The documentation of ParallelTable indicates that if you want to parallelize the evaluation of a table of more than one dimension, such as

Table[f[i,j], {i, 5}, {j, 5}]

it is often not enough to simply use ParallelTable, as this will in general only parallelize over the outermost index.

Parallelization happens along the outermost (first) index:

ParallelTable[Labeled[Framed[f[i, j]], $KernelID], {i, 4}, {j, i}]

Using multiple iteration specifications is equivalent to nesting Table functions:

ParallelTable[i + j, {i, 3}, {j, i}]

ParallelTable[Table[i + j, {j, i}], {i, 3}]

In some use cases (such as a relatively long computation to be run for a limited number of instances, say this five by five array, with more cores than each dimension, say eight kernels) this can be a significant under-use of system resources.

This can be overcome by joining the two indices into one multi-index and parallelizing over that, in the form

  With[{i=index[[1]], j=index[[2]]},
{index, Flatten[Array[List, {5, 5}], 1] }]

but this feels like a bad hack.

Is there a cleaner way to make ParallelTable throw those bounds to the wind and simply hand out computation to any kernel that's free for it?


1 Answer 1


I came across this problem today and was unpleasantly surprised about this functionality of ParallelTable. The Method->"FinestGrained" does not wokr as one would naively expect due to the parallelization over the outermost index only. I came up the following solution.

    res/.ParallelTable[i[[1]]->Inactive[With][MapThread[Inactive[Set][#1,#2]&,{args,i[[2]]}],Hold[a]] // Activate // ReleaseHold,{i,idxs}]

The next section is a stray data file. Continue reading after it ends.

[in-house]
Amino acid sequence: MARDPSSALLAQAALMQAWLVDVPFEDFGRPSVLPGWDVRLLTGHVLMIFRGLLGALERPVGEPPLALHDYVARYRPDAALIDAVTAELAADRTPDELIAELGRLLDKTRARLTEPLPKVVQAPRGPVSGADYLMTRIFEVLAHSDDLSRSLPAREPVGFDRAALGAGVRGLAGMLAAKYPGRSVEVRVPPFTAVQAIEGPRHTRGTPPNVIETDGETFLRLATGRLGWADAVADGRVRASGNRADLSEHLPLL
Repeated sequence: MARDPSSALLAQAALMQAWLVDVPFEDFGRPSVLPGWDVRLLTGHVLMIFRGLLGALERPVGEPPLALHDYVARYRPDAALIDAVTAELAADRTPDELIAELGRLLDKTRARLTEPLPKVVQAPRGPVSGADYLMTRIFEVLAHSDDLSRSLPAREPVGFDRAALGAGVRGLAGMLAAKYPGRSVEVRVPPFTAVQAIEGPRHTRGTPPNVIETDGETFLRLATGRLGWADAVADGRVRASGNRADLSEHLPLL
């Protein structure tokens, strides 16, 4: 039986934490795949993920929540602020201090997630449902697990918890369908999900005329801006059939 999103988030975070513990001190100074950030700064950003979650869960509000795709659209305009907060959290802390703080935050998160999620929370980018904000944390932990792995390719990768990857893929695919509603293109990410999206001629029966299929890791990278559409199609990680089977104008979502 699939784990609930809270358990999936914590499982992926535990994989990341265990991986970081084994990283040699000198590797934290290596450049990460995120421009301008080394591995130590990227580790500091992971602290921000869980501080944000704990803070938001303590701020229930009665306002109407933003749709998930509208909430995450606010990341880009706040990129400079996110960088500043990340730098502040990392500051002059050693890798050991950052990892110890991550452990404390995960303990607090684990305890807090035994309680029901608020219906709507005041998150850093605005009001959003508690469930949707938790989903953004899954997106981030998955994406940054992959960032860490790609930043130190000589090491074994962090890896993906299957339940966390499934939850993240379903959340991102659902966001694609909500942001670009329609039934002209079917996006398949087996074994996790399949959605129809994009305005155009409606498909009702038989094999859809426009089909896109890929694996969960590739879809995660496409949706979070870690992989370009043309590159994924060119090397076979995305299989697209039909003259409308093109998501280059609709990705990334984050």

The main idea is to flatten out the table before computation and reconstruct the non-flat table by means of unique identifier. The opts-argument can be used to pass options to the flat ParallelTable inside the module and the balance-argument can be used to manipulate evaluation order manually. This implementation should work on non-regular arrays of arbitrary dimension. Here an example using three parallel kernels

NonNestedParallelTable[{$KernelID, f[i, j]}, {i, 1, 2}, {j, 1, 3}][]//MatrixForm

ParallelTable[{$KernelID, f[i, j]}, {i, 1, 2}, {j, 1, 3}] // MatrixForm

where we clearly see that ParallelTable does not utilize all kernels while NonNestedParallelTable does. Using the balance-argument of NonNestedParallelTable one can affect the evaluation order manually:

NonNestedParallelTable[{$KernelID, f[i, j]}, {i, 1, 2}, {j, 1, 3}][]//MatrixForm
NonNestedParallelTable[{$KernelID, f[i, j]}, {i, 1, 2}, {j, 1, 3}][Reverse]//MatrixForm
NonNestedParallelTable[{$KernelID, f[i, j]}, {i, 1, 2}, {j, 1, 3}][(RandomSample[#, Length[#]] &)] // MatrixForm

Using (RandomSample[#, Length[#]] &) could be used as a naive load balancing method in case of significantly differing computation times for f[i,j].

One disclaimer: I have not tested the implementation of NonNestedParallelTable to my satisfaction and I can not guarantee that it works for all functions and ranges. I will start using the method for my parallel computations/tables and will report (and hopefully fix) errors should I encounter some.


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